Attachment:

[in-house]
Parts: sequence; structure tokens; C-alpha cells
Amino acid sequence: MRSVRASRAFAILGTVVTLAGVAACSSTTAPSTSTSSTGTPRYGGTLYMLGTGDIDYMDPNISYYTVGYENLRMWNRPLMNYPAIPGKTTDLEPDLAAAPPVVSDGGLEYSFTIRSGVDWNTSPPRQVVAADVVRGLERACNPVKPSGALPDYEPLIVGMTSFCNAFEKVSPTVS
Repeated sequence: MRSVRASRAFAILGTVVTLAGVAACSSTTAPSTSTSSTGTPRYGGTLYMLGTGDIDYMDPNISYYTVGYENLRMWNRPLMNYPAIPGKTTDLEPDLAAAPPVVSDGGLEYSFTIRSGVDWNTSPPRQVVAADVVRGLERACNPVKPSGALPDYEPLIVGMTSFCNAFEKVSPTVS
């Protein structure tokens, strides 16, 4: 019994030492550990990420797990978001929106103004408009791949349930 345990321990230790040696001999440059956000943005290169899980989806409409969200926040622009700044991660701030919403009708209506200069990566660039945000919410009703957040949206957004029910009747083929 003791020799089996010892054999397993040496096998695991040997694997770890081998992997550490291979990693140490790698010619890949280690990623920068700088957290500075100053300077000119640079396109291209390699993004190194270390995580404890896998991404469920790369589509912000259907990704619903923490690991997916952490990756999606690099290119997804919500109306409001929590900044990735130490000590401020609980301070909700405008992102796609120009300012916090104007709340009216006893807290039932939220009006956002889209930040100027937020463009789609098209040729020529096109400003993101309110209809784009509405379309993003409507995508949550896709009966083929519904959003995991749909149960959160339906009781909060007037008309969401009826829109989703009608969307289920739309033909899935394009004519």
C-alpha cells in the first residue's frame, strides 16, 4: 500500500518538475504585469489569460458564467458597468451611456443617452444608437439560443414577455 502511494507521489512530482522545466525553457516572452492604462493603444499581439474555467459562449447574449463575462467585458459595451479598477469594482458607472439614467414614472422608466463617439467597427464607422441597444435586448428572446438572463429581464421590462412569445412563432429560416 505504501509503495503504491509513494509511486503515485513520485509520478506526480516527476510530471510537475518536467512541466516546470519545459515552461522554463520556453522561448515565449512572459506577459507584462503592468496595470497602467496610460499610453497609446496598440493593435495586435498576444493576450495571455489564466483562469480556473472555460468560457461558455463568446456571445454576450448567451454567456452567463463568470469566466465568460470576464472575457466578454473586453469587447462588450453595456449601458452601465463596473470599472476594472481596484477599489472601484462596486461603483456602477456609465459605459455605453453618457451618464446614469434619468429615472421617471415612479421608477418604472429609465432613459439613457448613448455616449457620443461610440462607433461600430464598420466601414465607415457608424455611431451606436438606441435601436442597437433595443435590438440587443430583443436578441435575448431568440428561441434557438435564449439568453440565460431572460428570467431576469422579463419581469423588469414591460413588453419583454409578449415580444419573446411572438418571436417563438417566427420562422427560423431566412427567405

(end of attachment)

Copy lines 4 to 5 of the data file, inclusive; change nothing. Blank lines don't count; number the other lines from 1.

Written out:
Repeated sequence: MRSVRASRAFAILGTVVTLAGVAACSSTTAPSTSTSSTGTPRYGGTLYMLGTGDIDYMDPNISYYTVGYENLRMWNRPLMNYPAIPGKTTDLEPDLAAAPPVVSDGGLEYSFTIRSGVDWNTSPPRQVVAADVVRGLERACNPVKPSGALPDYEPLIVGMTSFCNAFEKVSPTVS
């Protein structure tokens, strides 16, 4: 019994030492550990990420797990978001929106103004408009791949349930 345990321990230790040696001999440059956000943005290169899980989806409409969200926040622009700044991660701030919403009708209506200069990566660039945000919410009703957040949206957004029910009747083929 003791020799089996010892054999397993040496096998695991040997694997770890081998992997550490291979990693140490790698010619890949280690990623920068700088957290500075100053300077000119640079396109291209390699993004190194270390995580404890896998991404469920790369589509912000259907990704619903923490690991997916952490990756999606690099290119997804919500109306409001929590900044990735130490000590401020609980301070909700405008992102796609120009300012916090104007709340009216006893807290039932939220009006956002889209930040100027937020463009789609098209040729020529096109400003993101309110209809784009509405379309993003409507995508949550896709009966083929519904959003995991749909149960959160339906009781909060007037008309969401009826829109989703009608969307289920739309033909899935394009004519």